U.S. inaction on Darfur has continued in the face of the most energetic campaign by U.S. citizens on an African issue since the anti-apartheid struggle in South Africa. But so far, mobilization by Christian, Jewish, African American and student groups has failed to move the administration's policy.
Indeed, Washington's constructive engagement with the Sudanese regime is as ineffective and morally bankrupt as the Reagan administration's approach to the apartheid regime in South Africa. During Bush's first term, the State Department wanted increased dialogue with Iraq, Iran and North Korea, but lost out to the Pentagon and Vice President Cheney. As consolation, the department took the lead on Sudan, shifting from the Clinton administration policy of isolation and pressure to one of engagement.
That policy has endured as Darfur continues to burn. Along with Powell, former deputy secretary Robert B. Zoellick and Jendayi Frazer, assistant secretary of state for African affairs, remained staunch advocates for engaging with Khartoum. In August, Frazer told reporters: "We believe that President Bashir and the Sudanese government want peace in Darfur." U.S. government sources have said that administration officials recently offered to lift some unilateral trade and investment sanctions imposed during the Clinton administration and move toward normalizing relations in exchange for Sudan's acceptance of U.N. peacekeepers. Khartoum refused.
Now, as the mayhem in Darfur escalates, Bush may have run out of patience. Administration officials say he regularly complains to national security adviser Stephen J. Hadley that more must be done. But to address both the administration's counterterrorism and human rights goals will require overcoming policy inertia and ignorance about the nature of the Khartoum regime -- two requirements perhaps beyond the reach of Bush's current team.
Consider prior efforts to influence the regime in Sudan. In 1995, Sudanese officials were implicated in the attempted assassination of Egyptian President Hosni Mubarak. Responding to the regime's failure to extradite terrorism suspects, the U.N. Security Council imposed travel restrictions on Sudanese officials and sanctions against Sudan Airways. Feeling pressured, the regime dismantled terrorist training camps and revoked passports given to known terrorists. And when the regime faced the prospect of a united armed rebellion in 2005, it signed a deal with southern-based rebels.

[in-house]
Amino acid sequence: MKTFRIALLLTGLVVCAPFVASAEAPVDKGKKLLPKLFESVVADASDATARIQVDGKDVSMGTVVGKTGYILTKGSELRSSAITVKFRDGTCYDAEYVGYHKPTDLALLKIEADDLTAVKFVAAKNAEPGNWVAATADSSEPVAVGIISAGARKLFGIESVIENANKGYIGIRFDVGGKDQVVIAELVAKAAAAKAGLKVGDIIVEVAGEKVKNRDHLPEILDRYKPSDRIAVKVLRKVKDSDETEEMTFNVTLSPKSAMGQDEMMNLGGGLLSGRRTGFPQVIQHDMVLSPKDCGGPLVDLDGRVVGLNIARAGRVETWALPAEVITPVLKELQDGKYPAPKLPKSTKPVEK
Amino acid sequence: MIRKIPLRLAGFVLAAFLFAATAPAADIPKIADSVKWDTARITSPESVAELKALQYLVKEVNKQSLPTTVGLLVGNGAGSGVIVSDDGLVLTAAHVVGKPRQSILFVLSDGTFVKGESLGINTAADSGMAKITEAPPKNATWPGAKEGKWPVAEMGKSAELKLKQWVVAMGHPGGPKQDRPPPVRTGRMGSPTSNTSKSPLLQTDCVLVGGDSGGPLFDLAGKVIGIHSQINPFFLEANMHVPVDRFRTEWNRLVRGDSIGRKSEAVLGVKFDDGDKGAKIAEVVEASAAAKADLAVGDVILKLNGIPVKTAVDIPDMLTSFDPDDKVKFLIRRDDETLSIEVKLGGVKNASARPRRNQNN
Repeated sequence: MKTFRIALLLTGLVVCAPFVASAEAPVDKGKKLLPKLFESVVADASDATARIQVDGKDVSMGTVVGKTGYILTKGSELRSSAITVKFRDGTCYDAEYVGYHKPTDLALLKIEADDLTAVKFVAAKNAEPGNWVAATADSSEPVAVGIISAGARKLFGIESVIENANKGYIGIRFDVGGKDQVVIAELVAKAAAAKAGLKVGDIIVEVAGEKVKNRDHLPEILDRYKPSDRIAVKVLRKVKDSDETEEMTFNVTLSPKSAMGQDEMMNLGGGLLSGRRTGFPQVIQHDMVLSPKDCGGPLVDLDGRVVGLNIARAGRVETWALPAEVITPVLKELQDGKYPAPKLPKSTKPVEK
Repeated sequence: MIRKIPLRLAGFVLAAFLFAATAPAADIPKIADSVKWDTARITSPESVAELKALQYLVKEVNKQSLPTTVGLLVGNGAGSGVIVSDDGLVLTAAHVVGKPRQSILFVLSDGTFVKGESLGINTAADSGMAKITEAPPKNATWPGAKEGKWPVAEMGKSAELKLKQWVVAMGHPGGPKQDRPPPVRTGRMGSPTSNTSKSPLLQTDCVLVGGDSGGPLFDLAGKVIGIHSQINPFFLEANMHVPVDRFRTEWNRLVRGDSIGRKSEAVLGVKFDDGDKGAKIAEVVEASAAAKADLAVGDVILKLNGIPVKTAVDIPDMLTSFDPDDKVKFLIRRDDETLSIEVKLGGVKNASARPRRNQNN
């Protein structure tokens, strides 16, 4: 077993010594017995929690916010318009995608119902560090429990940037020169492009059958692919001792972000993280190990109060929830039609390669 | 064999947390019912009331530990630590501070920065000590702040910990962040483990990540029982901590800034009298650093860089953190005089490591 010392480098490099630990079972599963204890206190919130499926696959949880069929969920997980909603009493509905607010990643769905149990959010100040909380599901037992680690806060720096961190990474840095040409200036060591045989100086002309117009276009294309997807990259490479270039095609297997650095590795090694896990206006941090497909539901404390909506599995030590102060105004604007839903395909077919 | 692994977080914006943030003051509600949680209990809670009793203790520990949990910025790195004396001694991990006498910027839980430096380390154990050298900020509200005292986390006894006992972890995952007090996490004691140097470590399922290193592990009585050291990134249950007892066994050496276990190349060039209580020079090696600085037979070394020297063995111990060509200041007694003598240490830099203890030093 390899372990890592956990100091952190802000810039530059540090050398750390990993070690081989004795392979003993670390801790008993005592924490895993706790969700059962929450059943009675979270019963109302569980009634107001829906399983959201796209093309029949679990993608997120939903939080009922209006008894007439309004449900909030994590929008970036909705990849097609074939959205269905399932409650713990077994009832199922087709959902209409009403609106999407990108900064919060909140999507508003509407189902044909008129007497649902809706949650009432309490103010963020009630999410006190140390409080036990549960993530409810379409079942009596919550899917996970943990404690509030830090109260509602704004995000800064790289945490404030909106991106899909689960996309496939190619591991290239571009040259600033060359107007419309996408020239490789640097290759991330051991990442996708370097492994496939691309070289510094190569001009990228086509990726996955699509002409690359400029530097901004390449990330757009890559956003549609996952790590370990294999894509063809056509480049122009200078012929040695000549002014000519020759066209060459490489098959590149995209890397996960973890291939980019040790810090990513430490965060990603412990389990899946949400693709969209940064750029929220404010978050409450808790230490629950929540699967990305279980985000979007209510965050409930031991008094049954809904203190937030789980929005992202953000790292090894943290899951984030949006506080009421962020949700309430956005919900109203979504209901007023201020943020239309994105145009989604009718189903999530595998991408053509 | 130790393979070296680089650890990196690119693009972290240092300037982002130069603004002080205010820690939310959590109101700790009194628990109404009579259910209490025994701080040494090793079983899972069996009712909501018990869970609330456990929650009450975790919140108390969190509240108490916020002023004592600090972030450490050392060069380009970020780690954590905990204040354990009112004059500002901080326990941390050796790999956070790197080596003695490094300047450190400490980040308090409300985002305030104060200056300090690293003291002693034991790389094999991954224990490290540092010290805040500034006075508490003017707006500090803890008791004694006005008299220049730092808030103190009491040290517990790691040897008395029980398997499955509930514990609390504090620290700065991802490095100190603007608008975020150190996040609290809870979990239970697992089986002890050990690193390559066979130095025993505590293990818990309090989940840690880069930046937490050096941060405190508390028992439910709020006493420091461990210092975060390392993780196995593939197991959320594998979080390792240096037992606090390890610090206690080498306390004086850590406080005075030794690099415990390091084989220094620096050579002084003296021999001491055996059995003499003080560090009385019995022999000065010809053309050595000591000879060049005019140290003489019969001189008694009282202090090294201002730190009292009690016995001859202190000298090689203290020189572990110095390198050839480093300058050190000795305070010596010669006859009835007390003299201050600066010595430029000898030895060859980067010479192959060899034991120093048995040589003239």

Clearly, diplomatic, economic and military pressure can have an impact -- both in pursuit of an end to the Darfur crisis and in the ability to access important counterterrorism information.
Last week, U.N. Secretary General Kofi Annan, the United States and other governments moved closer to a deal with Khartoum allowing for a stronger peacekeeping force in Darfur. However, the regime retains control of the timing of new deployments. The likely result is that a few hundred more observers will arrive in the next six months. More peacekeepers will help only if there is a new peace deal and the Janjaweed militias begin to be dismantled.
The problem remains leverage. Possible pressure points include the threat of sanctions on Sudanese companies owned by ruling party officials doing business abroad; capital-market sanctions on foreign firms dealing with the regime; NATO planning to deploy forces to Darfur; and sharing information with the International Criminal Court to accelerate indictments of Khartoum officials for crimes against humanity.
Khartoum has taken the measure of the United States; it understands that from time to time the president may use the word "genocide" and that the State Department may issue a strongly worded statement to mollify religious activists. But walking loudly and carrying a toothpick only emboldens the regime to escalate its attacks in Darfur.
President Clinton often says that the biggest regret he has about his presidency was not responding effectively to the Rwandan genocide. If Bush does not change course, he may someday echo Clinton, lamenting that hundreds of thousands of Darfurian lives were needlessly extinguished -- on his watch.
John Prendergast, senior adviser at the International Crisis Group, was director
of African affairs at the National Security Council during the Clinton administration.